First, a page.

After Golden State’s grueling Western Conference finals series with Oklahoma City, there was no mystery about how a team COULD go about beating the Warriors. The formula was plain: Crush them on the offensive glass, force turnovers (they are susceptible to turnovers), and make some 3-point shots.
It’s not a fool-proof plan, of course, because even if you do all those things right, well, Steph Curry and Klay Thompson are transcendent players who, on any given night, can simply shoot Golden State out of danger and into glory.
Still, the blueprint for beating the greatest regular-season team in NBA history was publicly unveiled. If the Thunder had made just a few more 3-pointers it’s almost certain that they, not the Warriors, would be booming in the Finals.
The question for LeBron James and the Cleveland Cavaliers in the NBA Finals then is simply this: Are you good enough to execute the plan? The first two games, they were very clearly not. There wasn’t a moment of the first 96 minutes of this series when the Cavaliers seemed on the same level as Golden State.
And then came Game 3, and suddenly the Cavaliers had the plan down.
Crush them on the offensive glass? Check — the Cavs got 17 offensive rebounds, out-rebounded Golden State by 20 in total.
Force turnovers? Check. Golden State had 18 turnovers and just seemed discombobulated all night long.
Make some 3-pointers? Check. Cleveland made 12 — their 3-point gunner J.R. Smith awoke from his slumber to make five of those.
And after executing all that, winning was the easy part. The Cavaliers beat Golden State by 30, the first time the Warriors have lost by that much since an off night in Portland back in February. It was such an overwhelming destruction that even when Curry, the unanimous MVP, tried to make a harmless layup during a timeout break after a foul, James jumped up and swatted the ball away. No sir. Not on this night. Not even if it doesn’t count.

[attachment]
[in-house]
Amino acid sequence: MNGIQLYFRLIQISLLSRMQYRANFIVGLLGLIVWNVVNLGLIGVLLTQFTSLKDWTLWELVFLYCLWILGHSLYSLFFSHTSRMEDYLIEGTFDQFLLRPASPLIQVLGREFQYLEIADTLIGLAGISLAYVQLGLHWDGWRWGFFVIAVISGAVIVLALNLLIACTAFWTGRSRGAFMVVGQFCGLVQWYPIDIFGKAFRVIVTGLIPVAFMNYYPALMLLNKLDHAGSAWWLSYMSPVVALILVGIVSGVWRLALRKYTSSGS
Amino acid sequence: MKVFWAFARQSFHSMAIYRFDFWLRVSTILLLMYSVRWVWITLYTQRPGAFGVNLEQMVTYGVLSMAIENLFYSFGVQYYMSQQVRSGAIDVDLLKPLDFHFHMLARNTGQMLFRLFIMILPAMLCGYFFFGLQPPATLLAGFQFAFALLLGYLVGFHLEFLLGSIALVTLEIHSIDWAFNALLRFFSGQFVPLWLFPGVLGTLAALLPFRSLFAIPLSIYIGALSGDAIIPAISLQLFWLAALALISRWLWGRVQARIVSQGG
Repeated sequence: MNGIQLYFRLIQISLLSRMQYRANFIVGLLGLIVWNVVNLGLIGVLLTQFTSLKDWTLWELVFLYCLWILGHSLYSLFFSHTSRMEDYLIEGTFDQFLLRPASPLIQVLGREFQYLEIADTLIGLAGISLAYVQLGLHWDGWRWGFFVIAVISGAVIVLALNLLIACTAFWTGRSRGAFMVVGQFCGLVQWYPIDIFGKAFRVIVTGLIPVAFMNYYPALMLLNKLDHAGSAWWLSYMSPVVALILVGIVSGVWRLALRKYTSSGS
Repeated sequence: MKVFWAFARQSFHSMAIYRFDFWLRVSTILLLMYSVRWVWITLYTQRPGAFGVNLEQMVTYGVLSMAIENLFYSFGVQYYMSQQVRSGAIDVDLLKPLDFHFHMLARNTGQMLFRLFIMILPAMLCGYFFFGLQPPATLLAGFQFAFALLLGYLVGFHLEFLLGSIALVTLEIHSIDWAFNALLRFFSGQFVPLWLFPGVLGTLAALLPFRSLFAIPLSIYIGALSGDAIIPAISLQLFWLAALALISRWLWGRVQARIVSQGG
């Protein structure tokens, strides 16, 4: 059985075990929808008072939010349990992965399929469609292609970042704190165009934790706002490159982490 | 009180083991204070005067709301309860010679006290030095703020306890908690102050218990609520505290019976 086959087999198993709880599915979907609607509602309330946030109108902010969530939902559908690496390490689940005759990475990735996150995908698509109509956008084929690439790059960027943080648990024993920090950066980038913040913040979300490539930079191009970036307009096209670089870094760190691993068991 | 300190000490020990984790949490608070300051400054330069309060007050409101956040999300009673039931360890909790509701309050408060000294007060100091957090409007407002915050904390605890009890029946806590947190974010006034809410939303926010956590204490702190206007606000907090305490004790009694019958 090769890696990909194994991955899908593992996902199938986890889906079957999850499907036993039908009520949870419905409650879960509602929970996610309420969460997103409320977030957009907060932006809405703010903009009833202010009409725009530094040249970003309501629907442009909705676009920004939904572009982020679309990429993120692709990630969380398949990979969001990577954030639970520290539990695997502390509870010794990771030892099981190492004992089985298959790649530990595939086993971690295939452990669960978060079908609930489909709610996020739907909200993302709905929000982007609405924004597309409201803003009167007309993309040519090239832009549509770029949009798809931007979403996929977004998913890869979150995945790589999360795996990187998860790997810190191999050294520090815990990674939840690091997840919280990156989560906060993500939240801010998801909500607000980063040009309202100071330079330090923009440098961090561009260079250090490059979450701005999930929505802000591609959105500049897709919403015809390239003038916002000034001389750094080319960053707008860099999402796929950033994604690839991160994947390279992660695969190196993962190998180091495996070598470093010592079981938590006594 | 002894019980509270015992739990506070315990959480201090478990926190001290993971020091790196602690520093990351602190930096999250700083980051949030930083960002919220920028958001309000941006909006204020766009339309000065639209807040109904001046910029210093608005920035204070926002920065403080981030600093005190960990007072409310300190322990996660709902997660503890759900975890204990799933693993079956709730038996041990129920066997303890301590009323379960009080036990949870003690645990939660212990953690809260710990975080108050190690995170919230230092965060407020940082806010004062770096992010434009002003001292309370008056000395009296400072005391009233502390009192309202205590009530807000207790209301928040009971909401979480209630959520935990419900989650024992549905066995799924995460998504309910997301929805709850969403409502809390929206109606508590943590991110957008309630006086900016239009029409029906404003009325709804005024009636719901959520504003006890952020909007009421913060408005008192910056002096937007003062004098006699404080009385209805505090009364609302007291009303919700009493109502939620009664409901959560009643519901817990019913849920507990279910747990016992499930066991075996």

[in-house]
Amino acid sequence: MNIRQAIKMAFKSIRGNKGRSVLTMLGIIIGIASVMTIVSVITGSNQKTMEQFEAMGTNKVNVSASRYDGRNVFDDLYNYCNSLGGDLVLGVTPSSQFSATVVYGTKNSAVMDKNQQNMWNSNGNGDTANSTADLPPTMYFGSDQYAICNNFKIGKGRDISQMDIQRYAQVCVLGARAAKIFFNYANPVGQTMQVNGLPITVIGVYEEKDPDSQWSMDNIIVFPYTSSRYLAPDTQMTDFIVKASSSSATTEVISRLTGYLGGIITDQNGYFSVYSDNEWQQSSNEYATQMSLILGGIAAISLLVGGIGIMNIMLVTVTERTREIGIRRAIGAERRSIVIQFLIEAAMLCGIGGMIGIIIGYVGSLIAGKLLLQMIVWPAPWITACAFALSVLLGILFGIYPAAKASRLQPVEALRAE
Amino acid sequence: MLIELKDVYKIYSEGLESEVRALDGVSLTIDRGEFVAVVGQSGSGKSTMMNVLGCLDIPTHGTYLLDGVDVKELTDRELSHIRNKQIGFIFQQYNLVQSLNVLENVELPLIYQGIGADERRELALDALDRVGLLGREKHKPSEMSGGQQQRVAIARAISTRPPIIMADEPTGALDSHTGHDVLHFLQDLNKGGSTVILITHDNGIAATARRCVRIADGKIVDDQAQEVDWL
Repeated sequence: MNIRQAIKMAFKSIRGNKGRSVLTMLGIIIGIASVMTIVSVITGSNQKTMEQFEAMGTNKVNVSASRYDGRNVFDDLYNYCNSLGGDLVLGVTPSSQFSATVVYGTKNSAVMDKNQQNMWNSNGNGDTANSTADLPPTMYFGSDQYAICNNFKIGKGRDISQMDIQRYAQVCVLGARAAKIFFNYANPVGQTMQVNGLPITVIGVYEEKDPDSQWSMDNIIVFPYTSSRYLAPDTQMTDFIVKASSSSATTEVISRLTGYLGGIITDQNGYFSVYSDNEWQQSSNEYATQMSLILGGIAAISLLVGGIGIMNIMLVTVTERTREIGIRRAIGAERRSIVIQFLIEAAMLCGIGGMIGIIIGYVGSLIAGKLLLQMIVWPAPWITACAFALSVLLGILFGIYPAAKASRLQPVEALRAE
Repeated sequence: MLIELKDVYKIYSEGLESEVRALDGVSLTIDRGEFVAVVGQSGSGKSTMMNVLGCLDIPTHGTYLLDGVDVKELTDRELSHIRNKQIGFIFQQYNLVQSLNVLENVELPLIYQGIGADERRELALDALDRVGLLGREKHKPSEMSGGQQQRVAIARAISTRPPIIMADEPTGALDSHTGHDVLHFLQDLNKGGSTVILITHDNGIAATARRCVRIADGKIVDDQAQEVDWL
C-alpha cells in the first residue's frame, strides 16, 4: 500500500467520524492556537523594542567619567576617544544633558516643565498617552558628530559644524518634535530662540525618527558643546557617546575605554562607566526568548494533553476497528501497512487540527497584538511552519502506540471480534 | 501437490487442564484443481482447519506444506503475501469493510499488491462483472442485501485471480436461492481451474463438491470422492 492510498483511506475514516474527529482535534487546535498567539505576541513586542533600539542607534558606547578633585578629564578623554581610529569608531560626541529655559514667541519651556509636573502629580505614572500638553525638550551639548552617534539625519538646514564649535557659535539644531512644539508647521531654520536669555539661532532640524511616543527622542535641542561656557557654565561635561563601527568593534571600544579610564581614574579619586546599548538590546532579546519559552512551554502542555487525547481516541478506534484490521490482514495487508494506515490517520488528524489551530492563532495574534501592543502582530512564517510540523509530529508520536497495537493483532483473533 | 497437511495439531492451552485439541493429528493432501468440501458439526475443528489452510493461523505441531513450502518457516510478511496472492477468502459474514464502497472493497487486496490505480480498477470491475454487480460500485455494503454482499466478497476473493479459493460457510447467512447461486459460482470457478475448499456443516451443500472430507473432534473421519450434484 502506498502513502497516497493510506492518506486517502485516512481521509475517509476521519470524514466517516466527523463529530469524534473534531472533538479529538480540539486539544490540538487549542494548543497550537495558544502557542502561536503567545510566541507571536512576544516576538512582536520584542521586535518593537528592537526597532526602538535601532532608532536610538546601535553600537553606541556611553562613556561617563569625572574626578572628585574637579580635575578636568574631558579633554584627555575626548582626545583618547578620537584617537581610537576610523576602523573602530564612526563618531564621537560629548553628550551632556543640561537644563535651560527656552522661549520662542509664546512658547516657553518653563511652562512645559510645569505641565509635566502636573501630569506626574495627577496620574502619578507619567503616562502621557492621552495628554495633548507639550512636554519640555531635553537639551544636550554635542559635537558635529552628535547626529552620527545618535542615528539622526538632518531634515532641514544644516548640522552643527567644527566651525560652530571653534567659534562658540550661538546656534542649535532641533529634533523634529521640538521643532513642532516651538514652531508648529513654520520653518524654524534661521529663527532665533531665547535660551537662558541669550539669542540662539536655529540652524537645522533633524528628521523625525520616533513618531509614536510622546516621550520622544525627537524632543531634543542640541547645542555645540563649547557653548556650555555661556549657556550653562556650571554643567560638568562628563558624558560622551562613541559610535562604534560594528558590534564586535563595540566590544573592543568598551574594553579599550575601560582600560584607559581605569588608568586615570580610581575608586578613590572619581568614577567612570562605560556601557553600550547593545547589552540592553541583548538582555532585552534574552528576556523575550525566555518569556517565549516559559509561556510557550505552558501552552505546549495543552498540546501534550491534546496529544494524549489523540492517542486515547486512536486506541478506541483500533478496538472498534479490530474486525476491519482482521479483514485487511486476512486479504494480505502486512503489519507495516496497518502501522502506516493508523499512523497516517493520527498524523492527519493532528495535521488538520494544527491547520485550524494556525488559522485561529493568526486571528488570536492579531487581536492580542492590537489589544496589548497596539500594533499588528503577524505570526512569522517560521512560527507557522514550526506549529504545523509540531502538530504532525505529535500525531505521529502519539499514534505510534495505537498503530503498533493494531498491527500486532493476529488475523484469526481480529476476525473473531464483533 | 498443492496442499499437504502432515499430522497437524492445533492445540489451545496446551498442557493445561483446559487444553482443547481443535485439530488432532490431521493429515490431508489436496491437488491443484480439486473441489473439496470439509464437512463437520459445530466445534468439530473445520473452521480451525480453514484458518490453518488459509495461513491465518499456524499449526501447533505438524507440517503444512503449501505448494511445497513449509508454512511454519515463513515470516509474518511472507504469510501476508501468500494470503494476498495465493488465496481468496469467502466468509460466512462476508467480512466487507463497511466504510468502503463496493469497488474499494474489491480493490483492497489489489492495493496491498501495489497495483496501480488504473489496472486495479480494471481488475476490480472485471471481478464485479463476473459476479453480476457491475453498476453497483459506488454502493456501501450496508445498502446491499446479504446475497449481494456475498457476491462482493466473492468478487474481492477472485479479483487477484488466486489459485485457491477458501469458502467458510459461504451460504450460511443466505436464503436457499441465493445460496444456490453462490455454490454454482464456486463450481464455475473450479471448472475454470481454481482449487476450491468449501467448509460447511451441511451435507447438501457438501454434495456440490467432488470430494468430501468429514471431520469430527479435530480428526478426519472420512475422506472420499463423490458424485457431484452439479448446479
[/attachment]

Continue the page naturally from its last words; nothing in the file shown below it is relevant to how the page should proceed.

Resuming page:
When it ended, the only thing to ask was: Was this real?
Who knows? Basketball is such a weird game these days. In the last two series, Golden State has won six games and lost four. The average margin of victory and defeat? Seventeen points. None of the games really came down to the final minute. Cleveland has won five games and lost four, and the average margin in those games is an even more ridiculous 24 points. None of the games really came down to the final minute. What gives? Where have all the close games gone?
One possible explanation for the wicked disparity in games is that 3-point shooting has come to overpower the rest of the game, and the team that shoots the long-range shots the best on any given night tends to run away. In Game 2, Golden State made 15 3-pointers, Cleveland made five, and that 30-point difference more or less matched the final score difference of 33.
In Game 3, however, Golden State shot just 27 percent from 3-point range (the Cavaliers made 48 percent of theirs). All those misses lead to long rebounds and, as we know, Cleveland got the vast majority of those (the Warriors managed just eight offensive rebounds all night). That combination spelled doom for Golden State.
But there is something else. Every night, it seems, one team just plays with more energy than the other. Golden State played the first two games with fury, switching aggressively on defense, going predator-style after loose balls, pushing the Cavaliers around. Meanwhile, Cleveland seemed to be sleepwalking.